Hi All, I was asked to do an interview with KOMO New Radio last week to talk about my journey to become an Ironman. What a wonderful opportunity to reach more people with my story in hope to inspire them. I though I would share it with you. –Navin
Click here to listen: Navin-Singh-KOMORadio
Singh crosses the line at Ironman Cozumel
I think it is time to give you all a little more insight into how I establish training zones and the purpose of each training intensity (level or zone). I won’t bore you with physiology but will get the salient points across as clearly as I can without using too much jargon, so here goes:
General: The cardiovascular (hearts, lungs, delivery system) and muscular system will improve if given sufficient stimulus to create a response or adaptation. The body though is very smart and will only adapt to a level of efficiency sufficient to cary out your bidding. If you cease to change the stimulus you will cease to improve your fitness.
I have been working with athletes in a coaching capacity since 1992 when I was studying for a degree in Sport and Exercise Science in Leeds, West Yorkshire. I was fortunate enough to have a great pool of athletes to work with and some amazing professors who could explain and rationalize why some methodologies worked and some didn’t. In short this foundation gave me an enquiring mind and allowed me a certain amount of freedom to ‘experiment’ with many different training protocols and a wide range of individuals.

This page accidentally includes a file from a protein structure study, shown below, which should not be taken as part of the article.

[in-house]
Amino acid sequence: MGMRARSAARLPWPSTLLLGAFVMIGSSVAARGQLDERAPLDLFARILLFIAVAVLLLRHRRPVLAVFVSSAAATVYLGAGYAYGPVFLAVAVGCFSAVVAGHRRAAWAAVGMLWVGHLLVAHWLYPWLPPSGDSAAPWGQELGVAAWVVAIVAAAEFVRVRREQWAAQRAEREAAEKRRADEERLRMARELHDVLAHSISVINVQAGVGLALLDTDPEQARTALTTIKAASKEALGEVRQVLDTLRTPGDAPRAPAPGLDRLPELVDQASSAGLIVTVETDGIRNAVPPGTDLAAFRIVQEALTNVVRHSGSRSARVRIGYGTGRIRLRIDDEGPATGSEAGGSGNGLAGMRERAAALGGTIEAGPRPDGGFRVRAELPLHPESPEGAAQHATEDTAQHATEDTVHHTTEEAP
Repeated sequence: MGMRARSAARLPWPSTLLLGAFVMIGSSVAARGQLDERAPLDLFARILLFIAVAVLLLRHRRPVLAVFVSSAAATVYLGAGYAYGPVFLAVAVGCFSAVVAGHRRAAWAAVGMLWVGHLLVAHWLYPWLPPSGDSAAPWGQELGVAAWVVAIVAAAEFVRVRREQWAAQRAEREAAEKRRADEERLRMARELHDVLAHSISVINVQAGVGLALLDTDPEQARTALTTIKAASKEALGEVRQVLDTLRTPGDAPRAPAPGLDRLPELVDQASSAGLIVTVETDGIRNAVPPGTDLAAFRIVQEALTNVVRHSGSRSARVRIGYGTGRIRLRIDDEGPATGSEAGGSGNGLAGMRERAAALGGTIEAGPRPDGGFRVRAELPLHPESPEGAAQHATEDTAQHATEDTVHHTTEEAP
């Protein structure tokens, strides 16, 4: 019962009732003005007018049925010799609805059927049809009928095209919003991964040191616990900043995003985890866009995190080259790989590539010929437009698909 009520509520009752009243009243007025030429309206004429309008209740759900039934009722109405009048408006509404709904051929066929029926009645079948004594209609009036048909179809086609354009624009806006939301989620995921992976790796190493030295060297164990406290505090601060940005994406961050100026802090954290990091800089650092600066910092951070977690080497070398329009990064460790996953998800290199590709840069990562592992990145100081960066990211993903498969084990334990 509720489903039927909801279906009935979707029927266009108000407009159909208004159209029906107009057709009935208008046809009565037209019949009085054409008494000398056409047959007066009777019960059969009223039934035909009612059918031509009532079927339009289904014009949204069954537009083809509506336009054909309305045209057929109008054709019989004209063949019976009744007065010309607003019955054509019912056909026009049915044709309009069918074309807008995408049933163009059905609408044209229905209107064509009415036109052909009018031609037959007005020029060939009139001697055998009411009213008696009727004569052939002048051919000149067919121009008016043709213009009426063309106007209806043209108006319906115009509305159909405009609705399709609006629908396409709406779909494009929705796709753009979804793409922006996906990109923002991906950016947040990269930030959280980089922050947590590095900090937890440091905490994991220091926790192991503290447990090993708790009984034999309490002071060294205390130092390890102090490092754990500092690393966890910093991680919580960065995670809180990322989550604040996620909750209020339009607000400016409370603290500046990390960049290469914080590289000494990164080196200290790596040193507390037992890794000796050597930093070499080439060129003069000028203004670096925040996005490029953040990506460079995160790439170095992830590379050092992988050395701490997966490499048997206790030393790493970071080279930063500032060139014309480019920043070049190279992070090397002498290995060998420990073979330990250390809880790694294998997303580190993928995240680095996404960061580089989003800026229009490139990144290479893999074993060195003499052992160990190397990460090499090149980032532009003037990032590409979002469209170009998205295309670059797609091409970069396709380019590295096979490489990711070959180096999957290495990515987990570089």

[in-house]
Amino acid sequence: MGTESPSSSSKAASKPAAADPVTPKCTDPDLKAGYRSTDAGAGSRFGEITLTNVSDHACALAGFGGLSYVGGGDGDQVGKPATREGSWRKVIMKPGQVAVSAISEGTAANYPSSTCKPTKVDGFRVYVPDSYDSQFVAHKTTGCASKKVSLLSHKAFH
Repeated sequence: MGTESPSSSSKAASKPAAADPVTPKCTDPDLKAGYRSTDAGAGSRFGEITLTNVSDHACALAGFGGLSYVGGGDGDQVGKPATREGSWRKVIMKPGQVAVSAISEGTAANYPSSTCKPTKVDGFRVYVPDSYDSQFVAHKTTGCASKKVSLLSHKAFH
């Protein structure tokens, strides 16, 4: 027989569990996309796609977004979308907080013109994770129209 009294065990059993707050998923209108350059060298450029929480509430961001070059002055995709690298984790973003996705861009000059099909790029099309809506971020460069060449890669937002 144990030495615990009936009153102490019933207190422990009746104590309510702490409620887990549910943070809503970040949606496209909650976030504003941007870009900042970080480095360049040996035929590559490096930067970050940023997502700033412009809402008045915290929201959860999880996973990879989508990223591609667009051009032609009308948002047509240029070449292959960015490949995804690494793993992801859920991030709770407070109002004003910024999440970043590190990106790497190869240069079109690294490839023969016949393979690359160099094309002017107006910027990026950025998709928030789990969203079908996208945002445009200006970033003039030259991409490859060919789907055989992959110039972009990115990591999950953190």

So what did I take away from all this? Well over the last twenty two years since I started racing and training for Triathlons I have seen and committed many training errors, although never was I guilty of the title of this article, in fact quite the opposite.
I did my first triathlon aged 16 years and 7 months. Like many sprint triathlons in the UK it was a pool based swim (600m), followed by a short (16km) bike and run (6km). It was approximately an hour effort and yes it was a full on effort from start to finish. After that I continued to race sprints and the occasional longer races (yes as long as Olympic distance or ‘standard’ distance as it was known back in the day!) and never did I really even think about stepping up to middle (HIM) or long distance (IM) racing. In essence I served my apprenticeship and mastered the skills necessary to be a successful triathlete. Having these skills made me proficient technically, biomechanically and physiologically. So time to cut to the chase.